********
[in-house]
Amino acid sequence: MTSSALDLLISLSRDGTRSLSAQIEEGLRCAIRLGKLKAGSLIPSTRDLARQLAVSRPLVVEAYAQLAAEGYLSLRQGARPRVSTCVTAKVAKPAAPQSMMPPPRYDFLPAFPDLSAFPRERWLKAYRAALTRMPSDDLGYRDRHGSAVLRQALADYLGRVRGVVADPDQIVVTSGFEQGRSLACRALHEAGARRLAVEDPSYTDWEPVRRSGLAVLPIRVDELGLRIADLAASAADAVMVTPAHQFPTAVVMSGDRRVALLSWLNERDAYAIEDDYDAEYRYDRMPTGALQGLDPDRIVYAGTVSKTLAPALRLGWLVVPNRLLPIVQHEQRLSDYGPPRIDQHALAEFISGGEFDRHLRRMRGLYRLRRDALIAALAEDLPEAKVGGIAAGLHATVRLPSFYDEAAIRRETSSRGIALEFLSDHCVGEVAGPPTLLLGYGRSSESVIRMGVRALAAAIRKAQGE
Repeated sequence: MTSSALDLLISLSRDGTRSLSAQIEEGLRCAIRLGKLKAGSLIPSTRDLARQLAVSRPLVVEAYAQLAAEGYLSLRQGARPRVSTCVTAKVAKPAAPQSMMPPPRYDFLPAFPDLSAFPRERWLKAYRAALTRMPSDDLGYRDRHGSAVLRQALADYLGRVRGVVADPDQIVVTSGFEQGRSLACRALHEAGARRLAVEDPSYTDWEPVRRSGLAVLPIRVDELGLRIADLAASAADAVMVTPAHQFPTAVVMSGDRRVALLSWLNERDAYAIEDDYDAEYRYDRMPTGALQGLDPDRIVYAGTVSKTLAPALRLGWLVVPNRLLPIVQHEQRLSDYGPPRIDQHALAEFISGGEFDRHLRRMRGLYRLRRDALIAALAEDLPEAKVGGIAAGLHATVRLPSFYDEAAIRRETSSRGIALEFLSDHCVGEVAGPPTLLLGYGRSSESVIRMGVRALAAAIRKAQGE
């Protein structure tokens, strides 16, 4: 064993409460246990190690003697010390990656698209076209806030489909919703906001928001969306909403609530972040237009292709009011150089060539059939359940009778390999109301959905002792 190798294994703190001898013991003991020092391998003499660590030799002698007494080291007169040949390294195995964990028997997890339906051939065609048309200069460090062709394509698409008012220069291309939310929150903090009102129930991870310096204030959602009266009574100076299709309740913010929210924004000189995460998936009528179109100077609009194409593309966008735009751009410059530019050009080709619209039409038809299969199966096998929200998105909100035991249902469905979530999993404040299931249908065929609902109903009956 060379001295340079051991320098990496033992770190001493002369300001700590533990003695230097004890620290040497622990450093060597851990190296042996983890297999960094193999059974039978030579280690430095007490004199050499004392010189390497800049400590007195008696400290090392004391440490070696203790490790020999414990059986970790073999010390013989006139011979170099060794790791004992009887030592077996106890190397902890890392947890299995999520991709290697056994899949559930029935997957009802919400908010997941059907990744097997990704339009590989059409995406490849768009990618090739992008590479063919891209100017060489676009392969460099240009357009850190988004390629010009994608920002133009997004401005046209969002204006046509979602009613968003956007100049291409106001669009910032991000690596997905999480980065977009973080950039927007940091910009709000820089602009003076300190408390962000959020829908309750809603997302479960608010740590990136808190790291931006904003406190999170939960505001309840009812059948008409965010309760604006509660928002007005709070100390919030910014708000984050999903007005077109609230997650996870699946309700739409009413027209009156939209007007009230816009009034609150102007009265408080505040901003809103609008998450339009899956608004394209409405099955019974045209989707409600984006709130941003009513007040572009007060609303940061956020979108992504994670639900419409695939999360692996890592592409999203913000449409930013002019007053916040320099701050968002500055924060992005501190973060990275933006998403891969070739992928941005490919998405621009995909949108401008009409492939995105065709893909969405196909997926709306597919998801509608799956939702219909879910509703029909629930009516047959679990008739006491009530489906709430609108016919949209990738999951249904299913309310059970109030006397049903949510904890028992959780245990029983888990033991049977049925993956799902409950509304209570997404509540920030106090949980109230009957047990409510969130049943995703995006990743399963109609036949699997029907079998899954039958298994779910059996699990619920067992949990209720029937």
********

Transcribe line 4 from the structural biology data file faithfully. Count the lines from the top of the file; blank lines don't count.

């Protein structure tokens, strides 16, 4: 064993409460246990190690003697010390990656698209076209806030489909919703906001928001969306909403609530972040237009292709009011150089060539059939359940009778390999109301959905002792 190798294994703190001898013991003991020092391998003499660590030799002698007494080291007169040949390294195995964990028997997890339906051939065609048309200069460090062709394509698409008012220069291309939310929150903090009102129930991870310096204030959602009266009574100076299709309740913010929210924004000189995460998936009528179109100077609009194409593309966008735009751009410059530019050009080709619209039409038809299969199966096998929200998105909100035991249902469905979530999993404040299931249908065929609902109903009956 060379001295340079051991320098990496033992770190001493002369300001700590533990003695230097004890620290040497622990450093060597851990190296042996983890297999960094193999059974039978030579280690430095007490004199050499004392010189390497800049400590007195008696400290090392004391440490070696203790490790020999414990059986970790073999010390013989006139011979170099060794790791004992009887030592077996106890190397902890890392947890299995999520991709290697056994899949559930029935997957009802919400908010997941059907990744097997990704339009590989059409995406490849768009990618090739992008590479063919891209100017060489676009392969460099240009357009850190988004390629010009994608920002133009997004401005046209969002204006046509979602009613968003956007100049291409106001669009910032991000690596997905999480980065977009973080950039927007940091910009709000820089602009003076300190408390962000959020829908309750809603997302479960608010740590990136808190790291931006904003406190999170939960505001309840009812059948008409965010309760604006509660928002007005709070100390919030910014708000984050999903007005077109609230997650996870699946309700739409009413027209009156939209007007009230816009009034609150102007009265408080505040901003809103609008998450339009899956608004394209409405099955019974045209989707409600984006709130941003009513007040572009007060609303940061956020979108992504994670639900419409695939999360692996890592592409999203913000449409930013002019007053916040320099701050968002500055924060992005501190973060990275933006998403891969070739992928941005490919998405621009995909949108401008009409492939995105065709893909969405196909997926709306597919998801509608799956939702219909879910509703029909629930009516047959679990008739006491009530489906709430609108016919949209990738999951249904299913309310059970109030006397049903949510904890028992959780245990029983888990033991049977049925993956799902409950509304209570997404509540920030106090949980109230009957047990409510969130049943995703995006990743399963109609036949699997029907079998899954039958298994779910059996699990619920067992949990209720029937």